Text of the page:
It would be easy to write monstrously long blogs about our Governor’s failed “experiment” that has left our state in such debt that recovery might well be impossible, and left unchecked will destroy Kansas education and important state services. I could write about the shameful smear campaign waged against Davis and the deceitful fear-mongering efforts that used massive amounts of money to virtually buy votes of lockstep Republicans in the last weekend prior to the election or the inexplicable and inexcusable failure of Democrats to vote in a key county. Time will write our Governor’s sad story of the past the four years and throughout the coming years with the chances of a tragic ending. None of that really matters now other to than to offer my thanks to Paul Davis and to my daughter. No father could be more proud.
As I looked into the deeply saddened face of Kelly late on election night, shortly after Davis’ gracious concession speech, I saw Tohu W’bohu. We all felt it and ached for Kelly. The next day in a long and tearful conversation with my daughter, the harsh reality was that Kelly now needs to find a new job, a job that will ignite the same fire she had for the campaign she helped wage. At that moment, the immediate future certainly seemed void and dark with her faith tested like never before. The only thing I could do was cry and pray with her while reminding her that Scripture assures us “all things work together for good for those who love their Savior.”
Which brings me back to Sunday’s sermon. Pastor Lange tied the story of creation to the troubled faith of a ruler that came to Jesus because his son was ill to the point of death, as written in the Gospel of St. John. The ruler’s life was in complete upheaval. He wanted Jesus to come and heal his son. The ruler wanted to see the miracle just as we all want our prayers answered quickly in our own way far too often. Again, the ruler pleaded deeply from his heart, and Jesus, sensing the ruler’s renewed faith, simply said “Go, your son lives.” John tells us, “The man believed the word that Jesus spoke to him and went on his way.”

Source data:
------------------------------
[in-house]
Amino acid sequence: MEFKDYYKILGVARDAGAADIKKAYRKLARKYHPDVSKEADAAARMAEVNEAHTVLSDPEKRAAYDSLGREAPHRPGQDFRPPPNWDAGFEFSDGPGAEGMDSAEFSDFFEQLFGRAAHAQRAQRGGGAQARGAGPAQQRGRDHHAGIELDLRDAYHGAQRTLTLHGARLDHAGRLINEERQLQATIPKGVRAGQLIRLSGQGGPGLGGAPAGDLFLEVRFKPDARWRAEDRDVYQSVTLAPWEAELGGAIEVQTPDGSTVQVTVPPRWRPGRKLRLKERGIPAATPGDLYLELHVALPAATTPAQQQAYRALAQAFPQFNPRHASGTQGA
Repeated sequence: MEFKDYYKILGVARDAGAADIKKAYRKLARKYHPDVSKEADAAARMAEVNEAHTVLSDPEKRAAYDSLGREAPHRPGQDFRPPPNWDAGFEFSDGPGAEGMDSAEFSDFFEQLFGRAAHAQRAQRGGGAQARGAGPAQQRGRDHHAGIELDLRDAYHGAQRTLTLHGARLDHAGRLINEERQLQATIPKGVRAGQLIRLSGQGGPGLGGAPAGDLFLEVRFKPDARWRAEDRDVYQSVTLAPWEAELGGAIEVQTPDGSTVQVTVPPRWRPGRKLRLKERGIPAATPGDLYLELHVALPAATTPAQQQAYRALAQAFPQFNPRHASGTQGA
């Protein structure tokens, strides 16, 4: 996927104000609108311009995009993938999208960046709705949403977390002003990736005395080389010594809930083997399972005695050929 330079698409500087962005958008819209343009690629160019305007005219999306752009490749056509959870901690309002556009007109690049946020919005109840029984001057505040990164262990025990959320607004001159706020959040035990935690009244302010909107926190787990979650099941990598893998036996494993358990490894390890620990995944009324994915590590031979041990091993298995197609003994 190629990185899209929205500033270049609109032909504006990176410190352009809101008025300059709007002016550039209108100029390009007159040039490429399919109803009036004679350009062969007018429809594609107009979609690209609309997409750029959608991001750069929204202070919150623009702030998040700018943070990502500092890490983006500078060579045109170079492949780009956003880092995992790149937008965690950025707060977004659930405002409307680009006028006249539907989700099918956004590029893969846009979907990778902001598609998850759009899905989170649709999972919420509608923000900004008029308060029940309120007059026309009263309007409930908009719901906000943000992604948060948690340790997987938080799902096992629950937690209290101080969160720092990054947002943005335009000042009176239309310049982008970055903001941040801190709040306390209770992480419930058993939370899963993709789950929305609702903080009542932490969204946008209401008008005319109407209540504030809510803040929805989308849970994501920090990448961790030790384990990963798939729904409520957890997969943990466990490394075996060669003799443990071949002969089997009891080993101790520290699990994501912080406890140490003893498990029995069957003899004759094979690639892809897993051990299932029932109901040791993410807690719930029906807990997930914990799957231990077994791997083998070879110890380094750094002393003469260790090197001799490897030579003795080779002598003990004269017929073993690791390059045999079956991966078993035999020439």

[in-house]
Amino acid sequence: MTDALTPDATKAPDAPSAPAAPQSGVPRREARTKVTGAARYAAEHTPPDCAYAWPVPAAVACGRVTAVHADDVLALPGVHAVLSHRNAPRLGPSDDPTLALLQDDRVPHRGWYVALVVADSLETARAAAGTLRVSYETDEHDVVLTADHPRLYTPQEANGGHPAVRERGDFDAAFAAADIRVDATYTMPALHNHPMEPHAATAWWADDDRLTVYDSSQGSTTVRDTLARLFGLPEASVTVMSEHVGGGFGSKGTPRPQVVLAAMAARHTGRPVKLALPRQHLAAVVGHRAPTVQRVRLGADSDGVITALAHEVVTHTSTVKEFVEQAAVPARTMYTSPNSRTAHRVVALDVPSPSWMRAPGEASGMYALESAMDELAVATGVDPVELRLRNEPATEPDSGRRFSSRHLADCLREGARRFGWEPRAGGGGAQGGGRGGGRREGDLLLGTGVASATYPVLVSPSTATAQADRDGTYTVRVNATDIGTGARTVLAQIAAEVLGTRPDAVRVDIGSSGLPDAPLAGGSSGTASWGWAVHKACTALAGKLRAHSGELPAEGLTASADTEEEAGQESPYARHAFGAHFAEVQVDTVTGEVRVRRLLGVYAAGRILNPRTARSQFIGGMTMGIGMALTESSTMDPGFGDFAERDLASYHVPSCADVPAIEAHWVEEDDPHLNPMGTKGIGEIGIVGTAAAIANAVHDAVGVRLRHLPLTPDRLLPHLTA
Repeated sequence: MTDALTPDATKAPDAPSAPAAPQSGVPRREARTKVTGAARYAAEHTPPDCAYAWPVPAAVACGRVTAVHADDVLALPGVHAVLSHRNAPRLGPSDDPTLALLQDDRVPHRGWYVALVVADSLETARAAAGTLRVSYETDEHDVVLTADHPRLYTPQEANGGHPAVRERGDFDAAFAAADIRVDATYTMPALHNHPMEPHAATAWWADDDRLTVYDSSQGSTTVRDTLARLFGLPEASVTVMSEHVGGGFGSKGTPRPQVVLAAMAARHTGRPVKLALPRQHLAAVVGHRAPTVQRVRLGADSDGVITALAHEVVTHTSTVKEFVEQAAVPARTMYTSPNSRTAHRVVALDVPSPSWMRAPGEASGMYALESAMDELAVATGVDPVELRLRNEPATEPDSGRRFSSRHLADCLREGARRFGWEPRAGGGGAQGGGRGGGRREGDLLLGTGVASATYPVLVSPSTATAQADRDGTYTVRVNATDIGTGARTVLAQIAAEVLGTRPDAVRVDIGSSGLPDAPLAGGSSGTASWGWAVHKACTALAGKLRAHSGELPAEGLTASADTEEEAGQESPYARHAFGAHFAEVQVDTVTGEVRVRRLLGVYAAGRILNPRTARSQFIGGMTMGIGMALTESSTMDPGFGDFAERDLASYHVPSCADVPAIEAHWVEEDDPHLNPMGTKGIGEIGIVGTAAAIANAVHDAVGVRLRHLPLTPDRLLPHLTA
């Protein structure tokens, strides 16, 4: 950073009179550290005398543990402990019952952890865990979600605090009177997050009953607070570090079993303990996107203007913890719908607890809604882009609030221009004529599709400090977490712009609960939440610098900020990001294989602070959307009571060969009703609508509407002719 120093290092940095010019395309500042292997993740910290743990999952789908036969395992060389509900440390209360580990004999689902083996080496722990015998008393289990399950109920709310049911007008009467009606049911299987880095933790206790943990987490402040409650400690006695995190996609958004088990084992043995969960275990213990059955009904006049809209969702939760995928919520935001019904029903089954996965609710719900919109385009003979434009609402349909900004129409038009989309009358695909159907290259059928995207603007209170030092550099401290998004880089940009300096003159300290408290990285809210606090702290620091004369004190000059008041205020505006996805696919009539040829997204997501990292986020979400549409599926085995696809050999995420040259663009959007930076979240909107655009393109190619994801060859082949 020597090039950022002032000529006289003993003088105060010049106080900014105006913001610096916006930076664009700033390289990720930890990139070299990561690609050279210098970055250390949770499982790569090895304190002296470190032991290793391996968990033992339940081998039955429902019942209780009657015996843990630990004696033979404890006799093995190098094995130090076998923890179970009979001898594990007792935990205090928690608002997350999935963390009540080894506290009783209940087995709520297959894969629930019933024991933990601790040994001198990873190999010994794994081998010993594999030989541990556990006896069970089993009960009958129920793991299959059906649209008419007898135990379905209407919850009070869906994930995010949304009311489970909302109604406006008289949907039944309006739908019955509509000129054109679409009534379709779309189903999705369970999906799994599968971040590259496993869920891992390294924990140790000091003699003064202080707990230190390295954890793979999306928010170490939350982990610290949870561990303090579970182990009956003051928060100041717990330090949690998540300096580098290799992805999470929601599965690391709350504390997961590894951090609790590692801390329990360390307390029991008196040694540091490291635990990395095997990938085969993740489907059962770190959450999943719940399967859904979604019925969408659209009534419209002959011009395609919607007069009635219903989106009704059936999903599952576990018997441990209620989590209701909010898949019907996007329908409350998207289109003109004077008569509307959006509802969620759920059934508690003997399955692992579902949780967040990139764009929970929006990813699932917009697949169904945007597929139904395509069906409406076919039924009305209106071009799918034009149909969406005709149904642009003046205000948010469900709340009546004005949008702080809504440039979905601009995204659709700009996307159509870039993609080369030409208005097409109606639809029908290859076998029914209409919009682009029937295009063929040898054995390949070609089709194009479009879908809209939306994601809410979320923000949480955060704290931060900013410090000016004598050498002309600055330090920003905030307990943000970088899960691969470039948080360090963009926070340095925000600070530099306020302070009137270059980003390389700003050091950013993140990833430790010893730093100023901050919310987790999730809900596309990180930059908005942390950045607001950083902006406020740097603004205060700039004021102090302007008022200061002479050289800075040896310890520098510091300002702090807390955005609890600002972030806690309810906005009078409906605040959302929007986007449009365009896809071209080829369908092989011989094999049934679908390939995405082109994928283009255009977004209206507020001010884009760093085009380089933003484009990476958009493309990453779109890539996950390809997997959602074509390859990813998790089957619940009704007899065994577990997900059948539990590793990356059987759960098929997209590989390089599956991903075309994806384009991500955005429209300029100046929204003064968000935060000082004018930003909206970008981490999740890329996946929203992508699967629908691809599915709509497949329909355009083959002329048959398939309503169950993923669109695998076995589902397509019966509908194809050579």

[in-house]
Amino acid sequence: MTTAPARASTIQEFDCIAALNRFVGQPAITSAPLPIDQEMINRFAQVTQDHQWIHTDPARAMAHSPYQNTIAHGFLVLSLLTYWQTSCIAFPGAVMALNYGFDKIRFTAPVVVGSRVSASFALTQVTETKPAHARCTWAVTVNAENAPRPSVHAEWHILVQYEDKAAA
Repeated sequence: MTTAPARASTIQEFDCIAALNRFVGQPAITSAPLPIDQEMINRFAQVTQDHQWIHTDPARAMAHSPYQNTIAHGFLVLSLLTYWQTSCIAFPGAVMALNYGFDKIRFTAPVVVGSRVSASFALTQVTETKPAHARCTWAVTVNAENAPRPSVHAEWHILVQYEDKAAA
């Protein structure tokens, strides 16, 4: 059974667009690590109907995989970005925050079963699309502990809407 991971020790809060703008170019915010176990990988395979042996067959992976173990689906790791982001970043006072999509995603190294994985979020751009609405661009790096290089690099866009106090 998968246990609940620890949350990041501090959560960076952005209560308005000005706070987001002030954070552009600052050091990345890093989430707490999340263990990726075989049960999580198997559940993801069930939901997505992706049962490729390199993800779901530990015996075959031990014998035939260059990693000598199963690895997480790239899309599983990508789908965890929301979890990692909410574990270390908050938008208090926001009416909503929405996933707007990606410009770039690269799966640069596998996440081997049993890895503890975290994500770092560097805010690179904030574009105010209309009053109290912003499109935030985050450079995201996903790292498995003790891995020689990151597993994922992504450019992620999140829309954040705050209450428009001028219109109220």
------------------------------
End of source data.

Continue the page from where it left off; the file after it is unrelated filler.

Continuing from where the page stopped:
In creation, God the Father simply said “Let there be light.” With that short sentence, the Father brought the world he created out of Tohu W’bohu and brought us out of a Toho W’bohu faith thanks to the truest “Light,” the Father’s son, our true Savior, Jesus Christ.
Happily, I can report that Kelly, in just days, has again seen the “light.” Her faith restored, she is actively planning the next chapter of her life that hopefully will allow her to continue the fight she truly believes is important for our state. Certainly, that exciting path will not always be smooth, but I have faith that her faith will see her through any “darkness” to the “light” in her life her on earth and the “light” of eternal life.
Pastor Lange and my father always quickly told me “to God be the glory” when I thanked them for one of their sermons that powerfully touched me. I feel Pastor Lange’s closing words to Sunday’s sermon is the wish I have for Kelly, me, Laura, Julie, Tim and Jake, and all those I love. It reminds me that no matter how Tohu W’bohu our lives can be, there is always the “Light.”
“May you also so be blessed to hear and believe Christ’s promises to you,” Pastor Lange said, “and thus find rest for your soul. Amen.”